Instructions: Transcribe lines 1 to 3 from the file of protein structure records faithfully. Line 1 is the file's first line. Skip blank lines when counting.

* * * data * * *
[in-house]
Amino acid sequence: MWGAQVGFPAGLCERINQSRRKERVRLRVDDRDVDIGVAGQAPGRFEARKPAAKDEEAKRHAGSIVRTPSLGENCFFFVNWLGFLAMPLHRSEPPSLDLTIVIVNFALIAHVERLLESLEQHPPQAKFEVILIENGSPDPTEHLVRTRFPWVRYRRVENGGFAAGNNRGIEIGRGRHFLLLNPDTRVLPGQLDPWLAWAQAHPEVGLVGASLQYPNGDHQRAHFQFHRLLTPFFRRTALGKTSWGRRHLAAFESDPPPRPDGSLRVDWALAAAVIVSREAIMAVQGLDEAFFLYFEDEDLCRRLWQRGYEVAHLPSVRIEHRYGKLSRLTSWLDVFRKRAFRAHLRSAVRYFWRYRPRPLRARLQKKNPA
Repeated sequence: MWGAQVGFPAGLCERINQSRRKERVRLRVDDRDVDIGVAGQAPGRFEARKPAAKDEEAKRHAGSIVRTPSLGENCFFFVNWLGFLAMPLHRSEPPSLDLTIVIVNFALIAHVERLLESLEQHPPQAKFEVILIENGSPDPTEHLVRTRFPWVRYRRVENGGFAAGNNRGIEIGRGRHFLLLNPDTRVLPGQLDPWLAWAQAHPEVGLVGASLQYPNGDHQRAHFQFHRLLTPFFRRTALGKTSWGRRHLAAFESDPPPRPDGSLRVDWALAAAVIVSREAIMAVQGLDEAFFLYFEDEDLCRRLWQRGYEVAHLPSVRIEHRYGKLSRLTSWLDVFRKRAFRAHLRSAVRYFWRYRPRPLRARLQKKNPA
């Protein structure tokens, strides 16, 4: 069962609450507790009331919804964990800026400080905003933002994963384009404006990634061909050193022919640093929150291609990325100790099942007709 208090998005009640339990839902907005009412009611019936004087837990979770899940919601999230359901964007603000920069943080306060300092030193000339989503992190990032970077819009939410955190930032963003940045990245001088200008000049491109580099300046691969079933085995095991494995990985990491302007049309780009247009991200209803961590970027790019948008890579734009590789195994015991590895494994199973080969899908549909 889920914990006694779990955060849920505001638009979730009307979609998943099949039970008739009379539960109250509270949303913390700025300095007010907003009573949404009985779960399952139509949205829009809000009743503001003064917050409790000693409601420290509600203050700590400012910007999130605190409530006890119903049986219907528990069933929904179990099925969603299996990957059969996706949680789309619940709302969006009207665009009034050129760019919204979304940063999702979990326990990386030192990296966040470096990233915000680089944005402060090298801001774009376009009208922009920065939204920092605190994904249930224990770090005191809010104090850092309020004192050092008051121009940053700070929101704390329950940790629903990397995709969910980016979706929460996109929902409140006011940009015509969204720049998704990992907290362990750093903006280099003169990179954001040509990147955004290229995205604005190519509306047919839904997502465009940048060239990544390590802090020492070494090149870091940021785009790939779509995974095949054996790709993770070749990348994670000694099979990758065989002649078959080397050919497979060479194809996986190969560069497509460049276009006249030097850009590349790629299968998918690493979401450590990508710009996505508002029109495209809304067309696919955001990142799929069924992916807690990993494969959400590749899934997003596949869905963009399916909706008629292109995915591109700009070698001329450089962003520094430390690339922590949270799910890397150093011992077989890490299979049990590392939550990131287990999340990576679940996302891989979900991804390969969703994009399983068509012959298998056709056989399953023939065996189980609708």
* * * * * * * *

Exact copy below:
[in-house]
Amino acid sequence: MWGAQVGFPAGLCERINQSRRKERVRLRVDDRDVDIGVAGQAPGRFEARKPAAKDEEAKRHAGSIVRTPSLGENCFFFVNWLGFLAMPLHRSEPPSLDLTIVIVNFALIAHVERLLESLEQHPPQAKFEVILIENGSPDPTEHLVRTRFPWVRYRRVENGGFAAGNNRGIEIGRGRHFLLLNPDTRVLPGQLDPWLAWAQAHPEVGLVGASLQYPNGDHQRAHFQFHRLLTPFFRRTALGKTSWGRRHLAAFESDPPPRPDGSLRVDWALAAAVIVSREAIMAVQGLDEAFFLYFEDEDLCRRLWQRGYEVAHLPSVRIEHRYGKLSRLTSWLDVFRKRAFRAHLRSAVRYFWRYRPRPLRARLQKKNPA
Repeated sequence: MWGAQVGFPAGLCERINQSRRKERVRLRVDDRDVDIGVAGQAPGRFEARKPAAKDEEAKRHAGSIVRTPSLGENCFFFVNWLGFLAMPLHRSEPPSLDLTIVIVNFALIAHVERLLESLEQHPPQAKFEVILIENGSPDPTEHLVRTRFPWVRYRRVENGGFAAGNNRGIEIGRGRHFLLLNPDTRVLPGQLDPWLAWAQAHPEVGLVGASLQYPNGDHQRAHFQFHRLLTPFFRRTALGKTSWGRRHLAAFESDPPPRPDGSLRVDWALAAAVIVSREAIMAVQGLDEAFFLYFEDEDLCRRLWQRGYEVAHLPSVRIEHRYGKLSRLTSWLDVFRKRAFRAHLRSAVRYFWRYRPRPLRARLQKKNPA